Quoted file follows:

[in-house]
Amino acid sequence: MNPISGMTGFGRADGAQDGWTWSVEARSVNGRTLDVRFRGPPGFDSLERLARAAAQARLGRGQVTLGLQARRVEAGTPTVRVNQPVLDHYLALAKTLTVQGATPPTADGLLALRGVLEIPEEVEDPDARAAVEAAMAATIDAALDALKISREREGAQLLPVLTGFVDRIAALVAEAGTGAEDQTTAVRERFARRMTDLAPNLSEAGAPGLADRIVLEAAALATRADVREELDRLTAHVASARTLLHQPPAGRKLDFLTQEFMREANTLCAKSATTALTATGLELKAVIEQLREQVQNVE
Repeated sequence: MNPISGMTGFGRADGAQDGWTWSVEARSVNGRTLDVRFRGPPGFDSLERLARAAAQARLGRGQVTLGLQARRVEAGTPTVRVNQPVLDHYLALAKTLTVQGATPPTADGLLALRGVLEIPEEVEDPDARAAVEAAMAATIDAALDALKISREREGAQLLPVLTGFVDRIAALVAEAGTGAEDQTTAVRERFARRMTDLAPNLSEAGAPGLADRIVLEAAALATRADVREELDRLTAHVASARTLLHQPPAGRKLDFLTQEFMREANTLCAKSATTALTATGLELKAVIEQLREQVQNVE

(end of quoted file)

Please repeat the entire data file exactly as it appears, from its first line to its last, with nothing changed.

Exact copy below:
[in-house]
Amino acid sequence: MNPISGMTGFGRADGAQDGWTWSVEARSVNGRTLDVRFRGPPGFDSLERLARAAAQARLGRGQVTLGLQARRVEAGTPTVRVNQPVLDHYLALAKTLTVQGATPPTADGLLALRGVLEIPEEVEDPDARAAVEAAMAATIDAALDALKISREREGAQLLPVLTGFVDRIAALVAEAGTGAEDQTTAVRERFARRMTDLAPNLSEAGAPGLADRIVLEAAALATRADVREELDRLTAHVASARTLLHQPPAGRKLDFLTQEFMREANTLCAKSATTALTATGLELKAVIEQLREQVQNVE
Repeated sequence: MNPISGMTGFGRADGAQDGWTWSVEARSVNGRTLDVRFRGPPGFDSLERLARAAAQARLGRGQVTLGLQARRVEAGTPTVRVNQPVLDHYLALAKTLTVQGATPPTADGLLALRGVLEIPEEVEDPDARAAVEAAMAATIDAALDALKISREREGAQLLPVLTGFVDRIAALVAEAGTGAEDQTTAVRERFARRMTDLAPNLSEAGAPGLADRIVLEAAALATRADVREELDRLTAHVASARTLLHQPPAGRKLDFLTQEFMREANTLCAKSATTALTATGLELKAVIEQLREQVQNVE